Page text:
Skip to main content

A Simple Way to Reduce Harassment in Online Discussion Groups

New research finds that prominently posting community rules can make a big difference in deterring trolls.

"Making community norms visible prevented unruly and harassing conversations by influencing how people behaved," writes Princeton University psychologist J. Nathan Matias.

Online discussions can get quite ugly very quickly. Even before the advent of fake news, hate-spewing trolls had already upended the idealistic vision that the Internet would forge productive, positive connections between people around the world.

New research points to a simple step that discussion groups can take to mitigate the pernicious problem of trolling. A recent study finds that simply posting "community rules," and making sure they remain prominently displayed, increases compliance with those guidelines, as well as participation by newcomers.

"Human behavior is guided by our subjective perceptions about what is common or acceptable to others in a situation," writes Princeton University psychologist J. Nathan Matias. "Making community norms visible prevented unruly and harassing conversations by influencing how people behaved ... and who chose to join."

In the Proceedings of the National Academy of Sciences, Matias describes an experiment he conducted with the New Reddit Journal of Science, a 13-million-subscriber community on the Reddit platform. "The community hosts discussions about peer-reviewed journal articles, and live question-and-answer sessions with prominent scientists," he notes. "Many of those discussions attract conflict and harassment."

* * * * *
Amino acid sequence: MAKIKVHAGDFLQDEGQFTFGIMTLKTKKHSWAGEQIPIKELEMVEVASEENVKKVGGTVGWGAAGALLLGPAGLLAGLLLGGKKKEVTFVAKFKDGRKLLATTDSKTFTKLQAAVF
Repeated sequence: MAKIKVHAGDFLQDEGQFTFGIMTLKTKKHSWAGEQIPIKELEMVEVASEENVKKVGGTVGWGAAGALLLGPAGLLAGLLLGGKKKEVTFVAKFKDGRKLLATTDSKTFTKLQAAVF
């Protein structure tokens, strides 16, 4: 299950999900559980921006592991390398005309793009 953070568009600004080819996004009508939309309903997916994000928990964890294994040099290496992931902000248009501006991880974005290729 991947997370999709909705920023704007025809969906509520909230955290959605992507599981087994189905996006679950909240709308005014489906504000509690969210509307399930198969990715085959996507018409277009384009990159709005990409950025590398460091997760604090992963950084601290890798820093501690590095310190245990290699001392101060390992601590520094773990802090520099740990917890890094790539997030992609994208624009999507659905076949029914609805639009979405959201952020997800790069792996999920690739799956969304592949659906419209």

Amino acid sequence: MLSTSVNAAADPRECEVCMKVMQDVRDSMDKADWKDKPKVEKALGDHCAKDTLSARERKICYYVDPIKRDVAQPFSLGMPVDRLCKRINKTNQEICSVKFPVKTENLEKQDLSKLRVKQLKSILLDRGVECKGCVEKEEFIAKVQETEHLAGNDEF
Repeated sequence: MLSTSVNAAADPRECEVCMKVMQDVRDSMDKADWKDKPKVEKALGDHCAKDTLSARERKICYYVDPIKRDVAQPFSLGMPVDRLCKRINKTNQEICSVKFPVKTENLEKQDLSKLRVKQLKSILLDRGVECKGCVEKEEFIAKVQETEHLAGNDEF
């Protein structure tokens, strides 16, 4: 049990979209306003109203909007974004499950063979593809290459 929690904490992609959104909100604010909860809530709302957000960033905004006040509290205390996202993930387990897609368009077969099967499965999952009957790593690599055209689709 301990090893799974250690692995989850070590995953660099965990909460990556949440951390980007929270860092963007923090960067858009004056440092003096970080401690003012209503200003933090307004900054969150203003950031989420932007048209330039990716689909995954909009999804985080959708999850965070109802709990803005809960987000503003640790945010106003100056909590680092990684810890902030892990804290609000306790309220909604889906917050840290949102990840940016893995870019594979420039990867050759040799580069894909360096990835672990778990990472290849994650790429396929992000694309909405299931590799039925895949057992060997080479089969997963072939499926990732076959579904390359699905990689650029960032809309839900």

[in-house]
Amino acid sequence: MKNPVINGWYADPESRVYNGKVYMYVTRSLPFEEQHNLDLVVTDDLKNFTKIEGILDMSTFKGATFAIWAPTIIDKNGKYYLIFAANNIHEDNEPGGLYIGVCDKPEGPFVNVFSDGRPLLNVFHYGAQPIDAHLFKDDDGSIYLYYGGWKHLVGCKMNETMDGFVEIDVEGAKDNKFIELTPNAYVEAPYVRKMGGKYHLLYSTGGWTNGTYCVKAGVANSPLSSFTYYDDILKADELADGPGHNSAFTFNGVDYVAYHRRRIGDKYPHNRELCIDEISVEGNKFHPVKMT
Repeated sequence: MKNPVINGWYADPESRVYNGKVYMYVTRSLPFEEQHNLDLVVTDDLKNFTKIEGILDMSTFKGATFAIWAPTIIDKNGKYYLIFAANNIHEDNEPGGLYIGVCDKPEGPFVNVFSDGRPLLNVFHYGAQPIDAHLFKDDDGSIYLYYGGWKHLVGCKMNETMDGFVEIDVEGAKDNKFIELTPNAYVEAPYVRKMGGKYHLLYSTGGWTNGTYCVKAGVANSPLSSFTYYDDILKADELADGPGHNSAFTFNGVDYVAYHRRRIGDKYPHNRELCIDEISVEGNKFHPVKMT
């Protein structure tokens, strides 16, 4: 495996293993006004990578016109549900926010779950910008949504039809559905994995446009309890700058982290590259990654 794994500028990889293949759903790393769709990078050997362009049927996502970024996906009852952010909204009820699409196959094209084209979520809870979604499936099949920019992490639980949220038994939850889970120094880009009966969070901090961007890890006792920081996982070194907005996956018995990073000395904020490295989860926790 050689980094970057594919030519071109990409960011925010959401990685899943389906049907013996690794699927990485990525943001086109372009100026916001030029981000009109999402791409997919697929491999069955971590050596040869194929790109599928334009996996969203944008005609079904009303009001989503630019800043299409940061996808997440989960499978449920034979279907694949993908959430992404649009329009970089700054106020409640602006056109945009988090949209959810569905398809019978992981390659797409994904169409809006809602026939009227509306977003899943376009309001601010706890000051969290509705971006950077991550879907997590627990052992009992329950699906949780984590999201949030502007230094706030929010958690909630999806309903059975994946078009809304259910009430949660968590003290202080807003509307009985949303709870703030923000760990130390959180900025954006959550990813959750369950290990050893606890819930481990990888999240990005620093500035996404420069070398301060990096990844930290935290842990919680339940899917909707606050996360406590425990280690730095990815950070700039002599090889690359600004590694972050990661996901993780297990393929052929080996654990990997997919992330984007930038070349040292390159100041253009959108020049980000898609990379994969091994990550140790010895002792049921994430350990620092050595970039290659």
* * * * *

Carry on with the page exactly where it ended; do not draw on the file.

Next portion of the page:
How bad can things get on a science-focused platform? This bad: "When Professor Steven Hawking answered questions in 2015, commenters mocked his medical condition and personal life with abuse and obscene insults."

Working with community moderators, who monitor and remove such inappropriate comments, Matias designed a message that ran at the top of each discussion between August 25th and September 23rd, 2016. It simply read: "Welcome to r/science. Comments will be removed if they are jokes, memes, abusive, off-topic, or medical advice (rules). Our 1,200 moderators encourage respectful discussion."

These simple rules were posted on 2,190 separate discussions of specific papers during that month. Matias reports that they made a real difference.

"Without posting the rules, a first-time commenter ... has a 52.5 percent chance of complying with community norms," he writes. "Posting the rules causes an 8.4 percent increase in the chance that a newcomer's comment will be allowed to remain by moderators."

In addition, "posting the rules also affects who chooses to participate in a conversation, increasing the participation rate of first-time commenters in a discussion by 70 percent on average," Matias writes. Once the rules were clear, more newcomers felt it was safe to jump in.

The Internet is often described as a lawless space that can encourage people to indulge in their worst instincts. Still, many websites do have guidelines, and this study suggests that simply making them clear and obvious can help foster a more civil discussion—and encourage more people to take part.